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Family subsidy

Published September 14, 2013 1:01 am

Paying a fair share for lots of kids
This is an archived article that was published on sltrib.com in 2013, and information in the article may be outdated. It is provided only for personal research purposes and may not be reprinted.

Sen. Pat Jones' proposal to raise much-needed revenue for public education is based on one simple principle that all Utahns understand: fairness.

Utah parents are the most fertile in the nation. Large families are more than just the norm for many Utahns: Having many children is a sort of status symbol, especially among members of the predominant religion. Doctrine of The Church of Jesus Christ of Latter-day Saints encourages married members to be procreative to the point that the average family in the Beehive State is the largest in the nation.

But the church also emphasizes personal responsibility, and when it comes to funding for public education, parents of large families are irresponsible. It's not their fault, at least not directly. The Utah Legislature, predominantly Mormon and Republican, champions an income tax system that lets Utahns with many children off the hook in paying for their education in public schools by allowing tax exemptions for as many dependents as a family wants. That means the largest families, those that are crowding Utah's classrooms, pay little or no state income tax, the tax pool that primarily funds education in the state.

And that is simply not fair.

Jones' proposed legislation is elegantly simple — much simpler than previous ideas she and former state Rep. Steve Mascaro proposed for seven years running. It would eliminate all personal state income-tax exemptions for tax filers and their dependents. The tax rate would remain the same; no exemptions for some taxpayers and not for others; no fancy formulas or loopholes.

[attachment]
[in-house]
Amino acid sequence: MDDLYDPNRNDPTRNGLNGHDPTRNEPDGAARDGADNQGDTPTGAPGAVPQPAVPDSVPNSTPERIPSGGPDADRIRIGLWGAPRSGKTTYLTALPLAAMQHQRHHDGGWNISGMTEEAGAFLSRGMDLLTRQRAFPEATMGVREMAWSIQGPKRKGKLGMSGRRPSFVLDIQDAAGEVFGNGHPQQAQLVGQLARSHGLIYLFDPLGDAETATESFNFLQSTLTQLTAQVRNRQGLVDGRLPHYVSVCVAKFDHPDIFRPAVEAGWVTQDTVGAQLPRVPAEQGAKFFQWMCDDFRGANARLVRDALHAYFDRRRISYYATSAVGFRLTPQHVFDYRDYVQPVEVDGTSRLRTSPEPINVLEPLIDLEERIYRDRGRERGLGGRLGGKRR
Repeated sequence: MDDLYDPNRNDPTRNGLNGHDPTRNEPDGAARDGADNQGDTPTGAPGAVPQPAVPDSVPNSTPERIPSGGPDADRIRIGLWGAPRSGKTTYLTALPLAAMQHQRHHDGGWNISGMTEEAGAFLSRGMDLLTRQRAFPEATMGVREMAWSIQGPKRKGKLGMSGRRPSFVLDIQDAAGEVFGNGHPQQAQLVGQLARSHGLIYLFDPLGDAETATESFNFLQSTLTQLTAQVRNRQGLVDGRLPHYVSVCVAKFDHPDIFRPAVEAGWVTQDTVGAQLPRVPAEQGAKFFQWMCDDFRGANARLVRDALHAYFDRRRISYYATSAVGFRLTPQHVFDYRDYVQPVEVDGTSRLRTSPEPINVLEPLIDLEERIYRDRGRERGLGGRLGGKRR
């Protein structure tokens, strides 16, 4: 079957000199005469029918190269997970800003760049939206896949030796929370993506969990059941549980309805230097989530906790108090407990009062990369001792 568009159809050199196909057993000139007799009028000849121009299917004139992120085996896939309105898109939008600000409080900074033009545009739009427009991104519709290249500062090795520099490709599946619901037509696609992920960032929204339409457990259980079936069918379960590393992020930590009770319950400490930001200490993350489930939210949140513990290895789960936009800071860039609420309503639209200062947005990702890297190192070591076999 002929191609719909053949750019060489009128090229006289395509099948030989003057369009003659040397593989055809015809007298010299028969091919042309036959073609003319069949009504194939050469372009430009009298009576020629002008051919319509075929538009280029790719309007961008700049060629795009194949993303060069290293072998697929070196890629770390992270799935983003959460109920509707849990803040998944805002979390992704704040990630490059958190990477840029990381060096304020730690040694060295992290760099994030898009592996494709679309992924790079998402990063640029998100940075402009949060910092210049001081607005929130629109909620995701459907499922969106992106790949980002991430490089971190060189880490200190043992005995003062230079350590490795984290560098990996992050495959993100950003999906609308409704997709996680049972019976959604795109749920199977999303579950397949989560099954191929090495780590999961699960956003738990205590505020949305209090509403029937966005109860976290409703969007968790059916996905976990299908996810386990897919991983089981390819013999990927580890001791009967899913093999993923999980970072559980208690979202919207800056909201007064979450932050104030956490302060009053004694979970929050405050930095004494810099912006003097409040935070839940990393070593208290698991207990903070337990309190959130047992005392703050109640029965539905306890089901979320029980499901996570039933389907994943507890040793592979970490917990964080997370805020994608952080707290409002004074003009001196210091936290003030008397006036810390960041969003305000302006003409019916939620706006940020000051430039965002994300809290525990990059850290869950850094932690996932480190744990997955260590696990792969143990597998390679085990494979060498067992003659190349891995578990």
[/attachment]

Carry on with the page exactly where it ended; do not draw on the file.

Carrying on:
And it would raise $400 million a year in on-going education funding that would go directly to schools, instead of passing through the state Office of Education. Local school community councils would decide how to spend the money.

The figure of $400 million is what Jones refers to as the "magic number" needed to reduce class sizes and hire the reading specialists, teachers' aides and guidance counselors who could make a huge difference to the progress of students, particularly at-risk kids,

It's the number cited by Utah's business-led Prosperity 2020 coalition, which says $400 million would allow it to meet its goals of boosting reading and math scores and graduation rates.

The senator's proposal is fair in another way: It would take 10 percent off the top and distribute it equally statewide, so that charter schools and schools in rural communities would be guaranteed a fair share. The rest would be distributed to schools according to student population.

Of course, Jones will encounter the opposition she and Mascaro faced every year they brought similar proposals to their colleagues. Conservative legislators, many of whom have large families, balk at what they erroneously call a "tax increase."

While the average Utah household would pay about $500 a year more in income taxes, Jones' rightly explains that the bill, instead of raising taxes, would eliminate an unfair tax break large families have been enjoying at the expense of their childless neighbors for decades.

And, rather than discouraging new businesses from locating in the state, as Royce Van Tassell of the Utah Taxpayers Association claims, this reform measure would make Utah attractive to business owners looking for a reliable source of well-educated workers and a healthy school system for their own children.

If "education" were instead listed as "economic development" in the state budget, legislators probably would better appreciate its importance and would be less opposed to earmarking new revenue for it.

But public schools and the parents and children who depend on them and support them so energetically do not have the deep pockets that seem to purchase favor with lawmakers.

Indeed, conservative legislators would like to turn education over to private businesses, eviscerating the public system that is constitutionally assigned to lift all children to their potential, no matter the income or ethnic background of their parents.

Utah's public schools are at a crossroads. We don't need more assessments; we know which schools need the most help and we know that all Utah schools are underfunded. Now it's time for legislators to step forward and do the fair thing, the right thing for Utah children.